Busch’s view is that voice will become “the touch screen of the future,” with in-device processing providing quick, responsive interfaces at first in devices that have a keyboard or mouse, and then in white goods.
Syntiant’s chips are specialist AI accelerators designed to handle voice AI workloads in consumer electronics devices with low to extremely low power budgets. The startup has shipped more than 10 million of its chips globally to date, most of which have gone into mobile phones to enable always-on keyword detection. The latest Syntiant chip, NDP120, can recognize hot words such as “OK Google” to activate Google assistant in under 280 µW.
In the future, Busch also sees voice control enabling connectivity and access to technology for everyone.
“We see voice as the great democratizer for technology,” Busch said. “There are 3 billion people in the world that live on $2 a day. My assumption is those people do not have internet access and may not have been through the education system. The natural interface here is [speech]. This is how you get technology into the third of the world that is not interacting with technology today. We’ve seen a lot of interest in developing countries about voice first applications, to get those segments of society that maybe did not have access before, not only from an expense point of view but also from a comfort point of view.”
The danger with a market that is growing as quickly as voice is that it can quickly become extremely fragmented, Vikram Shirastava, senior director of IoT at Knowles told EE Times – and not just along hardware lines.
“The market gets fragmented based on, say, what speech recognition engine is being used?” Shirastava said. “The market gets fragmented depending upon whether you’re integrating with a TV SoC or whether it’s a simple MCU inside say, a microwave. You get fragmentation based on operating systems, or based on the acoustical environment – is it just the home? Is it a doorbell outside? There cannot be one-size-fits-all solution. You have to kind of find what the common denominators are in each of these verticals, and try to address integration of voice accordingly.”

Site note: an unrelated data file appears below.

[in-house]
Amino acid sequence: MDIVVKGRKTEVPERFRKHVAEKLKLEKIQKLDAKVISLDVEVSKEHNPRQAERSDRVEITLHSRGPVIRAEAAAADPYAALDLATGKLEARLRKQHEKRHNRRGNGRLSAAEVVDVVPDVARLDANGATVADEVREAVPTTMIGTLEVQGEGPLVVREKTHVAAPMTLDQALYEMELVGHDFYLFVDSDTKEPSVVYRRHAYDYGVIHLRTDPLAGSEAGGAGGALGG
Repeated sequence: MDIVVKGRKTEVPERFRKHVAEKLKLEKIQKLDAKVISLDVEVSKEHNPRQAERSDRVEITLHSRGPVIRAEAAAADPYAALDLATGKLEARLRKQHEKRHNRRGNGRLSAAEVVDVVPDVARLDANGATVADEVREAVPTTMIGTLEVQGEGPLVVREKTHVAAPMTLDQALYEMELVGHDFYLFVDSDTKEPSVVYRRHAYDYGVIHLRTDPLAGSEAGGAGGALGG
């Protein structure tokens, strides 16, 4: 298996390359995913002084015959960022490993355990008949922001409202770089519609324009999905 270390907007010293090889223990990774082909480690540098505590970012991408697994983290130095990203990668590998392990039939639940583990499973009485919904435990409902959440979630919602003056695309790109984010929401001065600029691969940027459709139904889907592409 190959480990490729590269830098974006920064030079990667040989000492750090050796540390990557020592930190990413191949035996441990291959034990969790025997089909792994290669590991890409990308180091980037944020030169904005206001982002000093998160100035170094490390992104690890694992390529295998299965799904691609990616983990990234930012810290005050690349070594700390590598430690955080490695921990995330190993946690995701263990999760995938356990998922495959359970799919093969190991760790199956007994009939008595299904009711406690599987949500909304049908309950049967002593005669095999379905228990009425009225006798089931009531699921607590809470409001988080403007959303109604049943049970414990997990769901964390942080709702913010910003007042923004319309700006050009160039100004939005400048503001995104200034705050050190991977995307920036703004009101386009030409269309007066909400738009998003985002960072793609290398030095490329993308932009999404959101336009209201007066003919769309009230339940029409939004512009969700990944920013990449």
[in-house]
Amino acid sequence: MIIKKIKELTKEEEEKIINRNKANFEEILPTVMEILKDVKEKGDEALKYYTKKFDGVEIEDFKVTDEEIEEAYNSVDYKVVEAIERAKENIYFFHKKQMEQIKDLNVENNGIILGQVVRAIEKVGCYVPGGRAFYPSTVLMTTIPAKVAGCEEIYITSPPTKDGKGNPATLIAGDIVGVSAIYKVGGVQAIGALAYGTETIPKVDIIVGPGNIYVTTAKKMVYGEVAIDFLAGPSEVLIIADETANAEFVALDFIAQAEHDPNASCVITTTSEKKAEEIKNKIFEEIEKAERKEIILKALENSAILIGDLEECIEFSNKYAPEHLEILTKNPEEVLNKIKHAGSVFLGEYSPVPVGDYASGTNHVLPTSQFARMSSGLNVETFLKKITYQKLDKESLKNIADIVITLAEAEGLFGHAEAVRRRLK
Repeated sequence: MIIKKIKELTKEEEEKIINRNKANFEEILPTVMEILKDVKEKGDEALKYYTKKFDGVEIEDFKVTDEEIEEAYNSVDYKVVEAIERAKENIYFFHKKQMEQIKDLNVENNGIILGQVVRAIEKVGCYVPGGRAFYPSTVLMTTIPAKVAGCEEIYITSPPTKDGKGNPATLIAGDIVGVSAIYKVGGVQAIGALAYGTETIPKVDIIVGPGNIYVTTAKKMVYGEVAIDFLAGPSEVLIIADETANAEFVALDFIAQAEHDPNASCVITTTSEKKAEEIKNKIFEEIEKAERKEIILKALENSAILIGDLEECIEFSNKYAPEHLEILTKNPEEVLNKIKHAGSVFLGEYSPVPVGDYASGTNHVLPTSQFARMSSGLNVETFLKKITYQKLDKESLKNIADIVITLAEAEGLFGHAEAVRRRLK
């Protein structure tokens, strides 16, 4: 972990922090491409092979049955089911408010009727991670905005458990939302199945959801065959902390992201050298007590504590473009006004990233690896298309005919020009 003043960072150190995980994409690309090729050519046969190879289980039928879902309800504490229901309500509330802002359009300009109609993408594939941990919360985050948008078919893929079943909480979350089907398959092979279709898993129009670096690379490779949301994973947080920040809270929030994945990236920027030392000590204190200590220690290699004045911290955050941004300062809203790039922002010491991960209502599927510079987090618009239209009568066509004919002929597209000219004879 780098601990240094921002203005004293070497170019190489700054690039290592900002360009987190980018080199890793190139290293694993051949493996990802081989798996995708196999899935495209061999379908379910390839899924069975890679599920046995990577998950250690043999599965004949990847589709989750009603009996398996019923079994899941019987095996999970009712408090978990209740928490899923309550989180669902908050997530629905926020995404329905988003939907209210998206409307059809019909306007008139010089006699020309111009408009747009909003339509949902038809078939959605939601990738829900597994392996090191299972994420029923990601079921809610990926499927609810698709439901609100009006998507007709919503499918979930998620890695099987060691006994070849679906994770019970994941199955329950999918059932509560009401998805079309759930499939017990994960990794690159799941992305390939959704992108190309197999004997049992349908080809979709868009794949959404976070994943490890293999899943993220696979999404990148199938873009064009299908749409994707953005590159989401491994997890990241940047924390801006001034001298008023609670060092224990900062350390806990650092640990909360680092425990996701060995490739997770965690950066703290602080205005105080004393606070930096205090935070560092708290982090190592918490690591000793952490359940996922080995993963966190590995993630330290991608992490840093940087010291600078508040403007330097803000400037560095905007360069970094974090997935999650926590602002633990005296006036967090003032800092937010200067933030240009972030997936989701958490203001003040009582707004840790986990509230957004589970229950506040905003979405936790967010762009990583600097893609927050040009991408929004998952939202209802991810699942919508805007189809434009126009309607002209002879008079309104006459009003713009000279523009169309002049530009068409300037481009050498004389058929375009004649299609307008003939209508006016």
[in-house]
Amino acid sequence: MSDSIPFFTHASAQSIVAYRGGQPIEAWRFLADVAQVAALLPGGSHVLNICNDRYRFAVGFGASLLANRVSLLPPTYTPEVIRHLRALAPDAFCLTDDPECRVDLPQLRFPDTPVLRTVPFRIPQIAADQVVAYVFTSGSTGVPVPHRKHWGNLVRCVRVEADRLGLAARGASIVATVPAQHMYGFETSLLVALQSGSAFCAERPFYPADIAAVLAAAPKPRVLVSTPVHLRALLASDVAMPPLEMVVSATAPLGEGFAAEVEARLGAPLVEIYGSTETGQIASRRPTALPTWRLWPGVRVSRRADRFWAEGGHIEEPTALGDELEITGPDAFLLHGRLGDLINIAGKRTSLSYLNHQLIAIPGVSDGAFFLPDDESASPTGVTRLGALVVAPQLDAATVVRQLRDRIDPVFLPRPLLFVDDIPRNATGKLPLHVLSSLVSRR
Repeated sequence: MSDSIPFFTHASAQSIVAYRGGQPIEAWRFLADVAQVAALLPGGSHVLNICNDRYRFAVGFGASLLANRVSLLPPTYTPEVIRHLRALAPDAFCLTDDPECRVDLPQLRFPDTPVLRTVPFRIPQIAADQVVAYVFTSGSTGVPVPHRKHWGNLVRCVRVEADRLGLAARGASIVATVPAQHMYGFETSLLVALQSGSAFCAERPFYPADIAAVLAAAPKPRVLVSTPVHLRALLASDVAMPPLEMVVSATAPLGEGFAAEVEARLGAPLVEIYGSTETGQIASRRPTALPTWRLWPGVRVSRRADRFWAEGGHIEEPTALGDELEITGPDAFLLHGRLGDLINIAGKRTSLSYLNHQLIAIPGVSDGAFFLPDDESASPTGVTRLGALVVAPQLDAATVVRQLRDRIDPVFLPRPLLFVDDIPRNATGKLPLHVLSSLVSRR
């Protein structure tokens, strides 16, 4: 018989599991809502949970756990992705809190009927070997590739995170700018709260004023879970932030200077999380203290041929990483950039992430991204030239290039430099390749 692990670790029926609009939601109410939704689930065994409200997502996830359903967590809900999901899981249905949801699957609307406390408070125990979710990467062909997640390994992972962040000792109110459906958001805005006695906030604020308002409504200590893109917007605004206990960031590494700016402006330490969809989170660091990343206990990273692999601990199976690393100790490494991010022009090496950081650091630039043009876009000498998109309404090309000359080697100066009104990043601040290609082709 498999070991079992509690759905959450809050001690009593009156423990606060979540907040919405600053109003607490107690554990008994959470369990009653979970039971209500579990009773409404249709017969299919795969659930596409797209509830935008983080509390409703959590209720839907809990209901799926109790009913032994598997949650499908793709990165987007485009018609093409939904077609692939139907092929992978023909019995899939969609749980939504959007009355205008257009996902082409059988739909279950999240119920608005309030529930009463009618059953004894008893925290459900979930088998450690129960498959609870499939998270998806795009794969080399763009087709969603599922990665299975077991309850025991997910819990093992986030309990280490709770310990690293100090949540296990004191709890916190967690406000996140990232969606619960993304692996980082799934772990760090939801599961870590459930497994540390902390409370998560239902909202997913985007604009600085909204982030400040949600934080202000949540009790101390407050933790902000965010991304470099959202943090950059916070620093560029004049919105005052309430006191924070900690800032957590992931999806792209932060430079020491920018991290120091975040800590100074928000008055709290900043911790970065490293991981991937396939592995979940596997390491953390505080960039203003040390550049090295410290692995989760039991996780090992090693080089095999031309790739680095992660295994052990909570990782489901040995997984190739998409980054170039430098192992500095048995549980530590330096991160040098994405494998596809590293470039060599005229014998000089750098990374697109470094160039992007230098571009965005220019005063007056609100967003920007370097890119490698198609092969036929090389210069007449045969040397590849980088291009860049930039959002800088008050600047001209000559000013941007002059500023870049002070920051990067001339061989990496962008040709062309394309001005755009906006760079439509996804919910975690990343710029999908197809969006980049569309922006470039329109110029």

Knowles has a DSP-based voice control solution which it intends to introduce versions of for different verticals. Its approach is to group fragments of the market into those with a common denominator – home controls, TV soundbars and remote controls might fall into the same group, for example – and then develop a solution that is optimized for that group of applications. Shirastava calls this approach “one level below turnkey,” which offers turnkey’s scalability but with some added flexibility.
“We have to have a few different releases that address a certain aspect of that fragmentation to allow us to cover the verticals we want to go after,” he said.
Knowles’ recent release, the AISonic Bluetooth Standard Solution, is a development kit for voice recognition in Bluetooth-connected devices such as smart speakers, smart home devices, wearables and in-vehicle voice assistants. The kit is based on Knowles’ IA8201 dual-core DSP silicon, which is designed specifically for neural network processing at far lower power than an application processor. For example, the chip can handle separate AI models for keyword spotting, source classification, beam forming, acoustic echo cancellation (AEC) and source direction estimation concurrently, in under 50 mW. This is enabled by an instruction set extension of almost 400 custom instructions for audio and AI processing on the Tensilica DSP cores, which in turn allows clock frequency to be reduced in order to save power.
Will voice eventually become the default user interface for most classes of consumer electronics? It certainly looks that way. A combination of advanced, efficient AI voice control algorithms, development environments that enable developers to easily integrate voice, and a growing ecosystem of energy- and cost-efficient hardware solutions has emerged to make it all possible.
This article was originally published on EE Times.